The Witten’s paradox

Edward Witten is one of the greatest living physicists and also ranks high with mathematicians. He set the agenda for theoretical physics in several areas of research. He is mostly known for championing string theory and being one of few people that revolutionized the field. One of his major contributions to supersymmetry has been a deep understanding of its breaking. In a pair of famous papers (here and here) he put the foundations to our current understanding on the way supersymmetry can break and introduced the well-known Witten index. If a supersymmetric theory breaks supersymmetry then its Witten index is 0. This index is generally very difficult to compute and only perturbative or lattice computations can come to rescue. An important conclusion from Witten’s paper is that the well-known Wess-Zumino model in four dimensions does not break supersymmetry. Witten could rigorously justify this conclusion at small coupling but, at that time, an approach for strong coupling was missing and here Maldacena conjecture cannot help. Anyhow, he concluded that this should be true also for a strongly coupled Wess-Zumino model. Checks to this model in such a regime are rare. After I submitted a paper on arxiv last year (see here) I become aware of an attempt using Dyson-Schwinger equations that confirmed Witten conclusions for small coupling (see here). I have had an interesting mail exchange with one of the authors and this seems a promising approach, given authors’ truncation of Dyson-Schwinger hierarchy. Other approaches consider the Wess-Zumino model in two dimensions on the lattice. So, this appears a rather unexplored area , given the difficulties to cope with a strongly coupled theory, and Witten’s words appear like nails on a coffin to this theory.

I have worked out a lot of techniques to cope with strongly coupled theories and everywhere there is a perturbation going to infinity in a differential equation of any kind and so, I applied these ideas also to this famous model of supersymmetry. The idea is to prove that “supersymmetry has inside itself the seeds of its breaking“. The real issue at stake here is a correct understanding of the way supersymmetry breaks and recover in this way models that now appear to be defeated by data from LHC simply because the idea of symmetry breaking must be applied differently.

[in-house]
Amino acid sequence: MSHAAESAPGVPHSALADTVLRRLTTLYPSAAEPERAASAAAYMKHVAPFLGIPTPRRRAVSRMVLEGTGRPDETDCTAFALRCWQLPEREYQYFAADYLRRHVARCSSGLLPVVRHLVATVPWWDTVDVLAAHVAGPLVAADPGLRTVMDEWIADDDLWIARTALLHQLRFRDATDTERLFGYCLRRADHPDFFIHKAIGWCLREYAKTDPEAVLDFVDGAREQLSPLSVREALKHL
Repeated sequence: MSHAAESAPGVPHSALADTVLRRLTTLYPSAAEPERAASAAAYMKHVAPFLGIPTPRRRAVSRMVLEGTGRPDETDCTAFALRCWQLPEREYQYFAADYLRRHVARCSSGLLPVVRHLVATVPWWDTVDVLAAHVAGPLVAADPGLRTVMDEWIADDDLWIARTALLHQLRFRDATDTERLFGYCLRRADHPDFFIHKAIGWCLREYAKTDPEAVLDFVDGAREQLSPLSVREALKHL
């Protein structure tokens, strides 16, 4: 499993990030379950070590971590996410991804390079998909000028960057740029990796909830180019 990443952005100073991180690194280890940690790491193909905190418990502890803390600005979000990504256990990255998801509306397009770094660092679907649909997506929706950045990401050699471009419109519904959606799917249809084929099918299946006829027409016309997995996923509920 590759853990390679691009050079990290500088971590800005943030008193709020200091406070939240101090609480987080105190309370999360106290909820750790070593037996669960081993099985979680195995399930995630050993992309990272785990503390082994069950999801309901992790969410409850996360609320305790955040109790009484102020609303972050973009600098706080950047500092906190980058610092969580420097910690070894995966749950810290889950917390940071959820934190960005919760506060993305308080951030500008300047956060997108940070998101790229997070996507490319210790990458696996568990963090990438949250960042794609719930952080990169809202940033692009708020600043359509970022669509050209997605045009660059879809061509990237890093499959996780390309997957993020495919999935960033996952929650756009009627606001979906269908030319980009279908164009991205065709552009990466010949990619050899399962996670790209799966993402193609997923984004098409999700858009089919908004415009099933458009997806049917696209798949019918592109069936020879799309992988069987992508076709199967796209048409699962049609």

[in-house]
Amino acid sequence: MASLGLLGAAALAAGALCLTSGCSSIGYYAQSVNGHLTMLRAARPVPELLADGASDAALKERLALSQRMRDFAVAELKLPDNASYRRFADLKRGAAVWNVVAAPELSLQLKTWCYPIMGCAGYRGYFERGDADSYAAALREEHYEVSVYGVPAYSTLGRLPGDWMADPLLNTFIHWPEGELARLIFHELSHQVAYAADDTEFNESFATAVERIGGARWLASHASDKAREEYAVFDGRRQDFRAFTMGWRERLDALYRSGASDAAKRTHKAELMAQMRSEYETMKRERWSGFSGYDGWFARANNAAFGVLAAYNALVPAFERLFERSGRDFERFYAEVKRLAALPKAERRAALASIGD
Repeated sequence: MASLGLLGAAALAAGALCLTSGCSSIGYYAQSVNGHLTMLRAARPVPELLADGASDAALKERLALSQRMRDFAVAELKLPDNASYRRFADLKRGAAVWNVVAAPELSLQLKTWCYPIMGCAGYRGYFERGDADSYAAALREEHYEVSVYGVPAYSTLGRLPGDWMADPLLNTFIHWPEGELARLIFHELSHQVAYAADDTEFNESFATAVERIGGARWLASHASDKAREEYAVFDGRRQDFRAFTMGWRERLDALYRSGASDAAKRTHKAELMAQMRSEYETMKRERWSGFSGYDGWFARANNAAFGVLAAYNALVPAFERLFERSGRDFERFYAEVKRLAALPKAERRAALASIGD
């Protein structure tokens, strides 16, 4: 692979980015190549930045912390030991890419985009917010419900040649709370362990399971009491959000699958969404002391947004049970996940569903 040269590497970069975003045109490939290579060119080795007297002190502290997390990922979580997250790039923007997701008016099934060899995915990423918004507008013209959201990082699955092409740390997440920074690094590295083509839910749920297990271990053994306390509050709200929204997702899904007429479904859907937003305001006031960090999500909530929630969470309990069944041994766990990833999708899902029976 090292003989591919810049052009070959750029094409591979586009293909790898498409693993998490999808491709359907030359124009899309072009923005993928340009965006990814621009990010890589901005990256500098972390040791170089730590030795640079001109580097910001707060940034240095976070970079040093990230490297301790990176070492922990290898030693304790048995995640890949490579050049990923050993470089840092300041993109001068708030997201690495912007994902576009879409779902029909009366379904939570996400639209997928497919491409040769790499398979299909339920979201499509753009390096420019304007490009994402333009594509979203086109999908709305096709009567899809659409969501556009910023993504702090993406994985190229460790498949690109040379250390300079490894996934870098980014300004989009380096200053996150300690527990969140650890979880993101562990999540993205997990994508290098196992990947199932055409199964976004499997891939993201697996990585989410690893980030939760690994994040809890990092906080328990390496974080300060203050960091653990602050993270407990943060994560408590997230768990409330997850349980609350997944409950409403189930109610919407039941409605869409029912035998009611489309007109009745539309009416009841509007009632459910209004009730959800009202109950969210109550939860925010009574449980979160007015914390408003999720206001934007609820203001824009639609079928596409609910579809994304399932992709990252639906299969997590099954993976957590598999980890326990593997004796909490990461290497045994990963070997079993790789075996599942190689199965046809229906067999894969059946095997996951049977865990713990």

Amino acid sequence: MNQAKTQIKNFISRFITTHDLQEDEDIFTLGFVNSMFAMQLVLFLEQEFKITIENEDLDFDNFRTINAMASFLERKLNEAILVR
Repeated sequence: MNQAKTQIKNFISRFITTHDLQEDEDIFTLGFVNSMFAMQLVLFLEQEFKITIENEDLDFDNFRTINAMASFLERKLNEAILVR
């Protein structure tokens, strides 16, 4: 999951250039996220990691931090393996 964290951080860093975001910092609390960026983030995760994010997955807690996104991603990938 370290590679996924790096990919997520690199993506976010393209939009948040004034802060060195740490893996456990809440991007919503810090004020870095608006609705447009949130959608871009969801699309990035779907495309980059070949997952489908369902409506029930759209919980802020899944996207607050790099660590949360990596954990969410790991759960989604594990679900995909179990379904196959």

Of course, I do not aim to present a claim against the beautiful results given by Witten decades ago but just open up an interesting scientific question. So, considering that the Wess-Zumino model is just a theory of two scalar fields coupled to a Majorana spinor, its equations can be treated classically and so solved both for a strong and a weak coupling limit. I did this in a paper of mine (see here) and this paper has been accepted in these days in the Journal of Nonlinear Mathematical Physics as a letter. The classical solutions contradict the expectations giving a surviving of the supersymmetry at small coupling (as expected from Witten index for the quantum theory) while this does not happen for a strong coupling (formal limit of the coupling going to infinity). This is  a paradox, the Witten paradox, because classical solutions seem to break supersymmetry while the quantum theory does not.  So, we are left with a deep question: How is supersymmetry recovered by quantum corrections?

Marco Frasca (2012). Chiral Wess-Zumino model and breaking of supersymmetry arXiv arXiv: 1211.1039v1

A. Bashir, & J. Lorenzo Diaz-Cruz (1999). A study of Schwinger-Dyson Equations for Yukawa and Wess-Zumino Models J.Phys.G25:1797-1805,1999 arXiv: hep-ph/9906360v1

Marco Frasca (2012). Classical solutions of a massless Wess-Zumino model arXiv arXiv: 1212.1822v2

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